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Things Which Count.


1. Opportunity.—Only those teachers and students who have been handicapped by cramped environment can realize the value of odd moments, and know what can be accomplished by utilizing them for improvement. “Is there one whom difficulties dishearten? who bends to the storm? he will do little. Is there one who will conquer? That man never fails!”

The concentrated work of ten minutes (dearly bought) is worth a day of half-hearted labor when time is at a discount. Such effort leaves an impress of strength and a habit of research upon a man’s life, which counts in his struggle for success.

2. Understanding.—One period of music, analyzed and comprehended intelligently, as well as enjoyed emotionally, can never be lost; whereas a whole selection only technically conquered will, if laid aside, leave no impression or influence upon the musical spirit and life of the performer.

3. Insight.—The world is not in need of great artists. Instead, it sadly lacks instructors who will teach not only that “art is great,” but why it is great. It needs teachers who will patiently, from the beginning, explain to pupils the use and application of each little point as it appears. A great light (such as some people receive when they “experience religion”) seldom, if ever, comes into a child’s musical comprehension. Instead, it is the illumination of an evenly-developed understanding and insight, brought about by careful explanation of “the reason for things,” which shines forever upon his musical life. It is the assimilation of knowledge which expands and develops, and not the cramming.

4. Thoroughness.—A teacher or pupil should make a friend of any selection or study upon which he is working. If at first it is not understood, he should try it again and again until it is thoroughly comprehended. Its more uncongenial points will probably be recognized first. Then he must search for the fine characteristics. The selection should be wintered and summered,—worked upon and rested upon. Every renewal of friendship with it will bring it nearer to the heart and understanding. And by and by the worker will not want to part with it, for it has grown to be a part of himself.

5. Research.—Teachers, make of yourselves musical detectives; be ever on the watch for that pupil who steals time-value from measures,—who robs selections of their beautiful phrasing and meaning,— who takes from the studio more of your energy and vitality than he will ever repay in carefully-prepared work. He must be taught how to return as much as he takes. He must learn that one moment of earnest thought on his part is worth a dozen of careless practice, and that an ounce of prevention of mistakes is worth a pound of correction. The result will then depend upon his own personal value, but in any case you will have done your faithful duty.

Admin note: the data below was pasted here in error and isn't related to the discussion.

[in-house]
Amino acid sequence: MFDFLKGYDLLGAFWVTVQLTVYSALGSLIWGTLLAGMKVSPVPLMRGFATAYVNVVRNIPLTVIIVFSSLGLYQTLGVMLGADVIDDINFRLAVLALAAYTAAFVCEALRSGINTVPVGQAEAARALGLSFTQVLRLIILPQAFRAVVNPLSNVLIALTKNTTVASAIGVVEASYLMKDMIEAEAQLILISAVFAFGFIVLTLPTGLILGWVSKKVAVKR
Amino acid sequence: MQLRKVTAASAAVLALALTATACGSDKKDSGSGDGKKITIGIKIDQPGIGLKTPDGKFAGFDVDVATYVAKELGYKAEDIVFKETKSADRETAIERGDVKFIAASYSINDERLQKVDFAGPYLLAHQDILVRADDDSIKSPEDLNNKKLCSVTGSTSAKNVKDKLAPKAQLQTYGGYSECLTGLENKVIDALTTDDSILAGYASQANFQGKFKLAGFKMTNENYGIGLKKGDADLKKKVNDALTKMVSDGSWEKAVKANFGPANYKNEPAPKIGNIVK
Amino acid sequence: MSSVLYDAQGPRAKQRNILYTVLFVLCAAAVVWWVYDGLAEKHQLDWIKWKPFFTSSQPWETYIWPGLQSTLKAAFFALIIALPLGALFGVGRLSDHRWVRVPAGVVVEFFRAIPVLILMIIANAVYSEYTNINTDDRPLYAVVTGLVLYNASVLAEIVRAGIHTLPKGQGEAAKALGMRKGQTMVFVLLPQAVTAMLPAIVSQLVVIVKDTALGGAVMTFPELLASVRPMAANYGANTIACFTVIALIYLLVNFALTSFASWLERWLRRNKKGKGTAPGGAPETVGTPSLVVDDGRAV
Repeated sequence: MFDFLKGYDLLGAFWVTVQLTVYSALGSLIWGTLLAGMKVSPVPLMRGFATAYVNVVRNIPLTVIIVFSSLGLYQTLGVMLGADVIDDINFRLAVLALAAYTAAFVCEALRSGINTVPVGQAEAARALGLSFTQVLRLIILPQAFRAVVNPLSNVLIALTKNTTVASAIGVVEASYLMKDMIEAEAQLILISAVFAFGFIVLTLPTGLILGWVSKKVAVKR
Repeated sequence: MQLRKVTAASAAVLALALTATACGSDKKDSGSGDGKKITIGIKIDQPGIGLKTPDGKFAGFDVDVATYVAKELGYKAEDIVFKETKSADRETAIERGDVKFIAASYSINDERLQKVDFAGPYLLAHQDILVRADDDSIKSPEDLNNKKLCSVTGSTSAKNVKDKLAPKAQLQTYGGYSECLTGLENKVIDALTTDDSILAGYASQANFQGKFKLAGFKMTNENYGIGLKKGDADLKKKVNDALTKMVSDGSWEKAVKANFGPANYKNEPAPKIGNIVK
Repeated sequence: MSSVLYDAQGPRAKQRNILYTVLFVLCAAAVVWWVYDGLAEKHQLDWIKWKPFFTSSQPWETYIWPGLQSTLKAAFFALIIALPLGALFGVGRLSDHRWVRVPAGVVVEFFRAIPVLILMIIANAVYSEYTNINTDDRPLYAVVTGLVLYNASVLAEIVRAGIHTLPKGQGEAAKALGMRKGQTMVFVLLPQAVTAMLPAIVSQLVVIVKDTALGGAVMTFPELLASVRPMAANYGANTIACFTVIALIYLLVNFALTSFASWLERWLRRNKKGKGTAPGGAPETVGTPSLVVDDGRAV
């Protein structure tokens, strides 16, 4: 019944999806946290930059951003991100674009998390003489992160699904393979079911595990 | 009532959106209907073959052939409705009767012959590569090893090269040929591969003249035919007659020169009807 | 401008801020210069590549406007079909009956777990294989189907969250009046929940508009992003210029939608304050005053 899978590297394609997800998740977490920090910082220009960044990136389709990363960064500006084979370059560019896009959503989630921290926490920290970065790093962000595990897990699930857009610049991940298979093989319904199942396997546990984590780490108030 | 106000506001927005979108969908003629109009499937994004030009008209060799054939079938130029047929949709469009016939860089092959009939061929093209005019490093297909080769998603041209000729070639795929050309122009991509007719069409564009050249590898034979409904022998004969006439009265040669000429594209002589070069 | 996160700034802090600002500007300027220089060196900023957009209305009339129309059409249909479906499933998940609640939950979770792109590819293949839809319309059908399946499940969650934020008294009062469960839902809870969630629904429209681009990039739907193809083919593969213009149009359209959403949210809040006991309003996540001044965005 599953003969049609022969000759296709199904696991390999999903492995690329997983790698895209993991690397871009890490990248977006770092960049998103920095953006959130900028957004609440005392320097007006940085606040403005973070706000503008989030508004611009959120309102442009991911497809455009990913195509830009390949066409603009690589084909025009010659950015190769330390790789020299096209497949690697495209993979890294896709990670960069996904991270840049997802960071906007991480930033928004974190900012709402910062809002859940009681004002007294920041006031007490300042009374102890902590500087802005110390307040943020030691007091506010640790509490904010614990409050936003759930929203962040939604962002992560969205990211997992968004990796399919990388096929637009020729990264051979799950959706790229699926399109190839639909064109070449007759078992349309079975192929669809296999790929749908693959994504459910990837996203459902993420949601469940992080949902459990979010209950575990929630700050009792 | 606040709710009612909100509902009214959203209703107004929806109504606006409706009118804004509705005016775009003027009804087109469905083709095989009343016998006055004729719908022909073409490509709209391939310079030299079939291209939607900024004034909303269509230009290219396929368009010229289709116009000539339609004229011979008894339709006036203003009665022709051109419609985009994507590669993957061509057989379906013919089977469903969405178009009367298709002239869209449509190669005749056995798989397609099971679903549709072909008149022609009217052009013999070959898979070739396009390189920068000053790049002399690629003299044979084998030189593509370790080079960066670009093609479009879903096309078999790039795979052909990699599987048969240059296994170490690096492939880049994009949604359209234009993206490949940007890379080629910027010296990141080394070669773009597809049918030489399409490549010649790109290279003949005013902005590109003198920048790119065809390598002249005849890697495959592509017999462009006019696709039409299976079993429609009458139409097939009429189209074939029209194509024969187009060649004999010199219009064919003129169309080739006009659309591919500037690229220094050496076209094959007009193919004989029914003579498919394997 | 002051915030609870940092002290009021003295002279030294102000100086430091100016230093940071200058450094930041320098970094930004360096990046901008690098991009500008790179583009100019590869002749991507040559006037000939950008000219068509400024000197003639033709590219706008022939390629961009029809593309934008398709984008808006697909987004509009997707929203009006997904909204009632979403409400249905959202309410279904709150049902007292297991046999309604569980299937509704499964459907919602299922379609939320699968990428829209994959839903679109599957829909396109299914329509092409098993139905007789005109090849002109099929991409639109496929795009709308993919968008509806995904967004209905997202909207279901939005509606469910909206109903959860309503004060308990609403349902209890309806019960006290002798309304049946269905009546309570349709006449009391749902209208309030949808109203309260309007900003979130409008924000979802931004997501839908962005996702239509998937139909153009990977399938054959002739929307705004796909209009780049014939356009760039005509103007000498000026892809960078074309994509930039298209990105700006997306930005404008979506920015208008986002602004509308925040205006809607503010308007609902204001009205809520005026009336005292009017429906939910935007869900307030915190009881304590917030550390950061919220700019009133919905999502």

6. True Worth.—Pupils may come and pupils may go, but the work of the evenly-developed and high- minded endures forever, and he always has enough to do. No one can estimate his far-reaching influence. Many are the minds that have been enlightened by his portrayal of music as a scientific language, speaking to the heart and mind as words can never do. His sincerity of purpose, his high ideals, his energy and perseverance under all conditions have, by the very nature of things been contagious. The pupils of such a teacher have been uplifted mentally, morally and artistically by his example, and so will others through them, making an endless chain of mortals helped directly and indirectly on their journey through life.

7. Unselfishness.—That success which includes unselfishness as a prime factor is lasting and sweet. The life of every true musician cannot help but influence other lives in passing. It was John Ruskin who penned the beautiful words:—“Life is a magician’s vase, filled to the brim; so made that you can neither draw from it, nor dip out of it; nor thrust your hand into it. Its precious contents overflow only to the hand that drops treasures into it. If you drop in charity, it overflows love; if you drop in envy and jealousy, it will overflow bitter hatred and discord.”

Every musician should be as great as his art, and his heart should be as big as his head; then his deeds will be what one would naturally expect from such a handiwork of God.


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You are reading Things Which Count. from the July, 1906 issue of The Etude Magazine.

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